Scientists still don’t know why some people develop Alzheimer’s disease and others don’t. But while we may not fully understand the causes of Alzheimer’s, researchers are gaining ground in being able to help lower dementia risk and treat or postpone early symptoms. Experts suggest that early diagnosis and treatment can help mitigate the disease’s impact.
However, diagnosing Alzheimer’s comes with financial barriers. The Positron-Emission Tomography brain scan, better known as a PET scan, can detect amyloid plaque — one of the hallmarks of Alzheimer’s disease — in the brain, and so far, this is the only definitive way to diagnose the disease and get treatment options rolling. Scientists are searching for other, easier ways to accurately look for biomarkers of Alzheimer’s, and as part of that effort, Charter Research is participating in the Bio-Hermes study, funded by the Global Alzheimer’s Platform (GAP) Foundation.
In this trial, clinicians are using state-of-the-art technology to characterize different blood and cognitive biomarkers of Alzheimer’s, exploring whether these new options can provide the same predictive value as a PET scan. Importantly, the blood and cognitive biomarkers are less invasive and more cost-effective than PET scans.
“The broader goal of the Bio-Hermes study is to help advance research to a point where faster and more cost-effective tests for Alzheimer’s are broadly available to the Alzheimer’s community,” said John Dwyer, President of GAP.
The study is unique as it will continue recruiting participants until a 20% threshold of minority populations is reached. Black and Hispanic people are historically underrepresented in clinical trials while having a higher risk of developing Alzheimer’s, and experts say making sure clinical trial participant groups accurately reflect the population that needs treatment will be a big step in unlocking the disease’s mysteries.
The Bio-Hermes trial requires only three visits to the research center. These visits allow participants to get to know the staff and doctors at the Charter center. The first day that they come into the center, they receive state-of-the-art cognitive tests. “The tests are all done using phones or iPads, making them simple to administer,” said Kate Scheurich, Psychometric Rater at Charter Research.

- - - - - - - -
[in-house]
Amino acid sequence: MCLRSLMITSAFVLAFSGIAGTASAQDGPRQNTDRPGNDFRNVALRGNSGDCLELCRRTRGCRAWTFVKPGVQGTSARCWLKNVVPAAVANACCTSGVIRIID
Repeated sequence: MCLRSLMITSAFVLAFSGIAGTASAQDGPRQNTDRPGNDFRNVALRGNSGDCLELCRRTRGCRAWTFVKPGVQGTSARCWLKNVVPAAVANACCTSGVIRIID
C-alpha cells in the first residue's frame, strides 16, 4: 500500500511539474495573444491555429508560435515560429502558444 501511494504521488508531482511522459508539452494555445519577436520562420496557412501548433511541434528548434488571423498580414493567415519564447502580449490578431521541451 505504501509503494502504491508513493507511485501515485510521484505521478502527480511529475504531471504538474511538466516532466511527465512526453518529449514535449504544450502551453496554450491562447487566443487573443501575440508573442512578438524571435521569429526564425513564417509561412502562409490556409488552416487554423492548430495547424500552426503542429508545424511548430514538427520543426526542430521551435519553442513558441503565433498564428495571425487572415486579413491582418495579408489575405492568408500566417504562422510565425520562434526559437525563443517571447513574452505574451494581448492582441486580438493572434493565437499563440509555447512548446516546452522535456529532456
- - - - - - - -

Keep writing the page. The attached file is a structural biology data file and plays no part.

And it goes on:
The CogniVue test is an FDA-approved platform for measuring cognitive function. “On the iPad, the participant moves their fingers around a circle to complete different tasks. One test for example, measures visual capacity, requiring the participant to follow moving dots around the circle,” she added.
Next, there are more iPad and mobile phone tests run through the Linus Health platform. Scheurich explained: “Linus is an advanced platform that measures eye movement, reaction time, and word recall.” Several other tests are included to measure other cognitive and psychological biomarkers.
On the next visit, some participants may undergo the state-of-the-art Retispec, a machine that scans the retina. “It measures several retinal biomarkers, including the structure of the small blood vessels as well as the presence of plaques,” Scheurich said. Afterward, the participants provide a blood sample that’s used to measure biomarkers including beta-amyloid and tau. The trial isn’t done yet. Scheurich said, “The PET brain scan, in the last visit, is the most enticing part of our study for participants.”
According to Scheurich, one of the challenges of Alzheimer’s drug trials is accurately selecting participants with the disease. “Many types of diseases have similar symptoms to Alzheimer’s, including frontotemporal dementia and dementia with Lewy Bodies,” she said. “With all of these different types of biomarkers, we get a close-up view of an individual’s risk. It also informs the treatments that they may receive and allows us to recommend future trials.”
According to the Charter team, participants grow increasingly more comfortable with the center and its staff over the course of the three visits. “Everyone who goes through the trial also receives detailed information about their risks from one of our senior doctors,” Scheurich explained.